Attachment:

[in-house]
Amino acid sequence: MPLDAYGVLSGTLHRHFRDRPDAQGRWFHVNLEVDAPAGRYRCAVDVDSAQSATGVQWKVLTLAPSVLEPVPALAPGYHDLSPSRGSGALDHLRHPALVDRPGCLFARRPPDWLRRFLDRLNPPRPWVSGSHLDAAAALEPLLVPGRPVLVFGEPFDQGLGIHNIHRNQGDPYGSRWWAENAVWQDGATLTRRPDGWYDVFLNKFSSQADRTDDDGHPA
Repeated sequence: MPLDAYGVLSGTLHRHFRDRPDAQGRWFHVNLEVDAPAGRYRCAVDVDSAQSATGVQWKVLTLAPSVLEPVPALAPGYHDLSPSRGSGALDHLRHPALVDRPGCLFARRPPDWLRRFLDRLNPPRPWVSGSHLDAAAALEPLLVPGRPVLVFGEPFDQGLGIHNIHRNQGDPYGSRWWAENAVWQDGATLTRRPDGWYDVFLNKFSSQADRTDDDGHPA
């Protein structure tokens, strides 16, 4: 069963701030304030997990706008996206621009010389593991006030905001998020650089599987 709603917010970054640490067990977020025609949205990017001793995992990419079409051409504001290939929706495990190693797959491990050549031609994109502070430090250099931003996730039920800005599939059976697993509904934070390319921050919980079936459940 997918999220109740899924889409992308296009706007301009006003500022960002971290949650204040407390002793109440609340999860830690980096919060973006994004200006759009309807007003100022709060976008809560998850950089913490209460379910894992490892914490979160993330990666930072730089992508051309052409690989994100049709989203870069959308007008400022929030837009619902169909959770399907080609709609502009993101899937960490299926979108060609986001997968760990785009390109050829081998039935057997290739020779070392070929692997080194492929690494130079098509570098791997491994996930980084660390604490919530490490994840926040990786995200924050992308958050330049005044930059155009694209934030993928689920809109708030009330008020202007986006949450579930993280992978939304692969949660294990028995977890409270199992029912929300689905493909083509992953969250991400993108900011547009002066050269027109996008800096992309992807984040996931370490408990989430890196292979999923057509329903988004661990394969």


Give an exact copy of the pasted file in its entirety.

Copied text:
[in-house]
Amino acid sequence: MPLDAYGVLSGTLHRHFRDRPDAQGRWFHVNLEVDAPAGRYRCAVDVDSAQSATGVQWKVLTLAPSVLEPVPALAPGYHDLSPSRGSGALDHLRHPALVDRPGCLFARRPPDWLRRFLDRLNPPRPWVSGSHLDAAAALEPLLVPGRPVLVFGEPFDQGLGIHNIHRNQGDPYGSRWWAENAVWQDGATLTRRPDGWYDVFLNKFSSQADRTDDDGHPA
Repeated sequence: MPLDAYGVLSGTLHRHFRDRPDAQGRWFHVNLEVDAPAGRYRCAVDVDSAQSATGVQWKVLTLAPSVLEPVPALAPGYHDLSPSRGSGALDHLRHPALVDRPGCLFARRPPDWLRRFLDRLNPPRPWVSGSHLDAAAALEPLLVPGRPVLVFGEPFDQGLGIHNIHRNQGDPYGSRWWAENAVWQDGATLTRRPDGWYDVFLNKFSSQADRTDDDGHPA
């Protein structure tokens, strides 16, 4: 069963701030304030997990706008996206621009010389593991006030905001998020650089599987 709603917010970054640490067990977020025609949205990017001793995992990419079409051409504001290939929706495990190693797959491990050549031609994109502070430090250099931003996730039920800005599939059976697993509904934070390319921050919980079936459940 997918999220109740899924889409992308296009706007301009006003500022960002971290949650204040407390002793109440609340999860830690980096919060973006994004200006759009309807007003100022709060976008809560998850950089913490209460379910894992490892914490979160993330990666930072730089992508051309052409690989994100049709989203870069959308007008400022929030837009619902169909959770399907080609709609502009993101899937960490299926979108060609986001997968760990785009390109050829081998039935057997290739020779070392070929692997080194492929690494130079098509570098791997491994996930980084660390604490919530490490994840926040990786995200924050992308958050330049005044930059155009694209934030993928689920809109708030009330008020202007986006949450579930993280992978939304692969949660294990028995977890409270199992029912929300689905493909083509992953969250991400993108900011547009002066050269027109996008800096992309992807984040996931370490408990989430890196292979999923057509329903988004661990394969």